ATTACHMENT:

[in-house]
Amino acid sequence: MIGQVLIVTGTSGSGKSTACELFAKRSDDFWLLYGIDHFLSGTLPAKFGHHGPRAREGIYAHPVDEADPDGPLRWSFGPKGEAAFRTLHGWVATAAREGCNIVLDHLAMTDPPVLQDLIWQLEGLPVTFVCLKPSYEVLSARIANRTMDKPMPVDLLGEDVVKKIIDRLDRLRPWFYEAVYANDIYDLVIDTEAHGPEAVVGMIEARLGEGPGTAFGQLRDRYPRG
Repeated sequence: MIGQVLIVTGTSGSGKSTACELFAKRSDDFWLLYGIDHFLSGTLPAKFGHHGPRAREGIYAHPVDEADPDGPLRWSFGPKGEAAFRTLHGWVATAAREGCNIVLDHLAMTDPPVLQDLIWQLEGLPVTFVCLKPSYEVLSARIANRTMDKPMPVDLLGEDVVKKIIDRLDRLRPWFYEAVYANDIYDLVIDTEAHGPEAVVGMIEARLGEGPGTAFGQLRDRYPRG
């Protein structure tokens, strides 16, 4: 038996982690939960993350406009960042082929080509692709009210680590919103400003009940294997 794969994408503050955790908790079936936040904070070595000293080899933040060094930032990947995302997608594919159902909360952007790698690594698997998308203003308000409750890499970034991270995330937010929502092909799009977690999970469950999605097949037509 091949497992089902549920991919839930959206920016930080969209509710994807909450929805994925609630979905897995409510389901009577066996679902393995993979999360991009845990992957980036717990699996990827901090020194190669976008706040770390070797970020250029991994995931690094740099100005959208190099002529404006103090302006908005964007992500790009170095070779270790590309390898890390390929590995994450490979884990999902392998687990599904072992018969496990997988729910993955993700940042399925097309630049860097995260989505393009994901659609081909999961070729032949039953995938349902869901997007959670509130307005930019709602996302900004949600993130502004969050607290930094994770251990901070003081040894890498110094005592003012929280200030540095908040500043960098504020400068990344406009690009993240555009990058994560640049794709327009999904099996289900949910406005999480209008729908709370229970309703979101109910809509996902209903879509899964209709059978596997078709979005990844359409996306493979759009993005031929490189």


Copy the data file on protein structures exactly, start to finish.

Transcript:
[in-house]
Amino acid sequence: MIGQVLIVTGTSGSGKSTACELFAKRSDDFWLLYGIDHFLSGTLPAKFGHHGPRAREGIYAHPVDEADPDGPLRWSFGPKGEAAFRTLHGWVATAAREGCNIVLDHLAMTDPPVLQDLIWQLEGLPVTFVCLKPSYEVLSARIANRTMDKPMPVDLLGEDVVKKIIDRLDRLRPWFYEAVYANDIYDLVIDTEAHGPEAVVGMIEARLGEGPGTAFGQLRDRYPRG
Repeated sequence: MIGQVLIVTGTSGSGKSTACELFAKRSDDFWLLYGIDHFLSGTLPAKFGHHGPRAREGIYAHPVDEADPDGPLRWSFGPKGEAAFRTLHGWVATAAREGCNIVLDHLAMTDPPVLQDLIWQLEGLPVTFVCLKPSYEVLSARIANRTMDKPMPVDLLGEDVVKKIIDRLDRLRPWFYEAVYANDIYDLVIDTEAHGPEAVVGMIEARLGEGPGTAFGQLRDRYPRG
């Protein structure tokens, strides 16, 4: 038996982690939960993350406009960042082929080509692709009210680590919103400003009940294997 794969994408503050955790908790079936936040904070070595000293080899933040060094930032990947995302997608594919159902909360952007790698690594698997998308203003308000409750890499970034991270995330937010929502092909799009977690999970469950999605097949037509 091949497992089902549920991919839930959206920016930080969209509710994807909450929805994925609630979905897995409510389901009577066996679902393995993979999360991009845990992957980036717990699996990827901090020194190669976008706040770390070797970020250029991994995931690094740099100005959208190099002529404006103090302006908005964007992500790009170095070779270790590309390898890390390929590995994450490979884990999902392998687990599904072992018969496990997988729910993955993700940042399925097309630049860097995260989505393009994901659609081909999961070729032949039953995938349902869901997007959670509130307005930019709602996302900004949600993130502004969050607290930094994770251990901070003081040894890498110094005592003012929280200030540095908040500043960098504020400068990344406009690009993240555009990058994560640049794709327009999904099996289900949910406005999480209008729908709370229970309703979101109910809509996902209903879509899964209709059978596997078709979005990844359409996306493979759009993005031929490189």